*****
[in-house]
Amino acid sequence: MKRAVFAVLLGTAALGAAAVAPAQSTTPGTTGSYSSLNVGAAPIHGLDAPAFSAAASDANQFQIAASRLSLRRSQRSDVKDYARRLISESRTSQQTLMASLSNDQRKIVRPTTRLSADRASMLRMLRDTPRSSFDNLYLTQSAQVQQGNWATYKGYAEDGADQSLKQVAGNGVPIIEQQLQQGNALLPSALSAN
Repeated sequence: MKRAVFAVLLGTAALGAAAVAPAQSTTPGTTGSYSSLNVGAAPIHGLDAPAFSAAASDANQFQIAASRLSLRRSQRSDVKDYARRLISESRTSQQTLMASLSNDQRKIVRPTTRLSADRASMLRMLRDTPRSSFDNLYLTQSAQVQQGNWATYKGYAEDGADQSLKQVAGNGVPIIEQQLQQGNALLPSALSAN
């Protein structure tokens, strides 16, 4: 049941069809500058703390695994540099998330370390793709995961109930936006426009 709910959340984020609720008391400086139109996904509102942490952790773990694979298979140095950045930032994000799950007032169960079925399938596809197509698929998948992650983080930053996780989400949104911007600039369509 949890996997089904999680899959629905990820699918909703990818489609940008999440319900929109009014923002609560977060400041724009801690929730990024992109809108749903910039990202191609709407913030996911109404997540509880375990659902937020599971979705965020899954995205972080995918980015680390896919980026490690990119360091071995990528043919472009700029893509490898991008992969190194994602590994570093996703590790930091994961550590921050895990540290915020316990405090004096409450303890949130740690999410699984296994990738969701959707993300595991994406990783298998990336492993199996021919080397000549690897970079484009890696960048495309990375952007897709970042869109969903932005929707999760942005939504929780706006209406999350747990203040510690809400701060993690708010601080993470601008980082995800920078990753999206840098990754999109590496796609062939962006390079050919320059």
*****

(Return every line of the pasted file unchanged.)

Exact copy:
[in-house]
Amino acid sequence: MKRAVFAVLLGTAALGAAAVAPAQSTTPGTTGSYSSLNVGAAPIHGLDAPAFSAAASDANQFQIAASRLSLRRSQRSDVKDYARRLISESRTSQQTLMASLSNDQRKIVRPTTRLSADRASMLRMLRDTPRSSFDNLYLTQSAQVQQGNWATYKGYAEDGADQSLKQVAGNGVPIIEQQLQQGNALLPSALSAN
Repeated sequence: MKRAVFAVLLGTAALGAAAVAPAQSTTPGTTGSYSSLNVGAAPIHGLDAPAFSAAASDANQFQIAASRLSLRRSQRSDVKDYARRLISESRTSQQTLMASLSNDQRKIVRPTTRLSADRASMLRMLRDTPRSSFDNLYLTQSAQVQQGNWATYKGYAEDGADQSLKQVAGNGVPIIEQQLQQGNALLPSALSAN
């Protein structure tokens, strides 16, 4: 049941069809500058703390695994540099998330370390793709995961109930936006426009 709910959340984020609720008391400086139109996904509102942490952790773990694979298979140095950045930032994000799950007032169960079925399938596809197509698929998948992650983080930053996780989400949104911007600039369509 949890996997089904999680899959629905990820699918909703990818489609940008999440319900929109009014923002609560977060400041724009801690929730990024992109809108749903910039990202191609709407913030996911109404997540509880375990659902937020599971979705965020899954995205972080995918980015680390896919980026490690990119360091071995990528043919472009700029893509490898991008992969190194994602590994570093996703590790930091994961550590921050895990540290915020316990405090004096409450303890949130740690999410699984296994990738969701959707993300595991994406990783298998990336492993199996021919080397000549690897970079484009890696960048495309990375952007897709970042869109969903932005929707999760942005939504929780706006209406999350747990203040510690809400701060993690708010601080993470601008980082995800920078990753999206840098990754999109590496796609062939962006390079050919320059």